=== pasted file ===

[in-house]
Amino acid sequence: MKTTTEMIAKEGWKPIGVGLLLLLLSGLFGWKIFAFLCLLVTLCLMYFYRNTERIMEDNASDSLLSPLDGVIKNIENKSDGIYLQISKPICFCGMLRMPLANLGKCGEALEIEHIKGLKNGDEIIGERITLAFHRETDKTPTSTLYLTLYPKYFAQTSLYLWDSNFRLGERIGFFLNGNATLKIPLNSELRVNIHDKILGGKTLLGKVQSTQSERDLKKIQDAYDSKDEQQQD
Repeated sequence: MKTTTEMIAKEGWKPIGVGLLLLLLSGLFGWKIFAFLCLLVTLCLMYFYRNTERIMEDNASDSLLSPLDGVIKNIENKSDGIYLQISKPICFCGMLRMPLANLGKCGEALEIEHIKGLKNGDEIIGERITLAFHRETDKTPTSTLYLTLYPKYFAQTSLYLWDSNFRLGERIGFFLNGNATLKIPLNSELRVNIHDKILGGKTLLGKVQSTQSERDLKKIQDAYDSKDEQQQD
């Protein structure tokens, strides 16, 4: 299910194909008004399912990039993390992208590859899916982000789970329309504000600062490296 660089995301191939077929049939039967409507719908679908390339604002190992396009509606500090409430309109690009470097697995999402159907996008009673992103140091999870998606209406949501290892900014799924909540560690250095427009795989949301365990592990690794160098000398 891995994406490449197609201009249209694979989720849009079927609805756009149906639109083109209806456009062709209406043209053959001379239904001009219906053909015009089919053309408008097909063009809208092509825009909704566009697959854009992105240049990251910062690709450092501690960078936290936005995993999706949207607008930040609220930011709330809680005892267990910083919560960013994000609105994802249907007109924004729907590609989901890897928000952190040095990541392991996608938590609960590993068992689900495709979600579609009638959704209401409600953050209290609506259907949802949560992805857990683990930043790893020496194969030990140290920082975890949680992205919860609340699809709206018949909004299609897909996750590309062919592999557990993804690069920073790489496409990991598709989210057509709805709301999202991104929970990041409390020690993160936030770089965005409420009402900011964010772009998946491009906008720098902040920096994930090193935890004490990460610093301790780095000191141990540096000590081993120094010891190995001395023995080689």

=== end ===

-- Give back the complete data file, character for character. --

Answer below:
[in-house]
Amino acid sequence: MKTTTEMIAKEGWKPIGVGLLLLLLSGLFGWKIFAFLCLLVTLCLMYFYRNTERIMEDNASDSLLSPLDGVIKNIENKSDGIYLQISKPICFCGMLRMPLANLGKCGEALEIEHIKGLKNGDEIIGERITLAFHRETDKTPTSTLYLTLYPKYFAQTSLYLWDSNFRLGERIGFFLNGNATLKIPLNSELRVNIHDKILGGKTLLGKVQSTQSERDLKKIQDAYDSKDEQQQD
Repeated sequence: MKTTTEMIAKEGWKPIGVGLLLLLLSGLFGWKIFAFLCLLVTLCLMYFYRNTERIMEDNASDSLLSPLDGVIKNIENKSDGIYLQISKPICFCGMLRMPLANLGKCGEALEIEHIKGLKNGDEIIGERITLAFHRETDKTPTSTLYLTLYPKYFAQTSLYLWDSNFRLGERIGFFLNGNATLKIPLNSELRVNIHDKILGGKTLLGKVQSTQSERDLKKIQDAYDSKDEQQQD
């Protein structure tokens, strides 16, 4: 299910194909008004399912990039993390992208590859899916982000789970329309504000600062490296 660089995301191939077929049939039967409507719908679908390339604002190992396009509606500090409430309109690009470097697995999402159907996008009673992103140091999870998606209406949501290892900014799924909540560690250095427009795989949301365990592990690794160098000398 891995994406490449197609201009249209694979989720849009079927609805756009149906639109083109209806456009062709209406043209053959001379239904001009219906053909015009089919053309408008097909063009809208092509825009909704566009697959854009992105240049990251910062690709450092501690960078936290936005995993999706949207607008930040609220930011709330809680005892267990910083919560960013994000609105994802249907007109924004729907590609989901890897928000952190040095990541392991996608938590609960590993068992689900495709979600579609009638959704209401409600953050209290609506259907949802949560992805857990683990930043790893020496194969030990140290920082975890949680992205919860609340699809709206018949909004299609897909996750590309062919592999557990993804690069920073790489496409990991598709989210057509709805709301999202991104929970990041409390020690993160936030770089965005409420009402900011964010772009998946491009906008720098902040920096994930090193935890004490990460610093301790780095000191141990540096000590081993120094010891190995001395023995080689």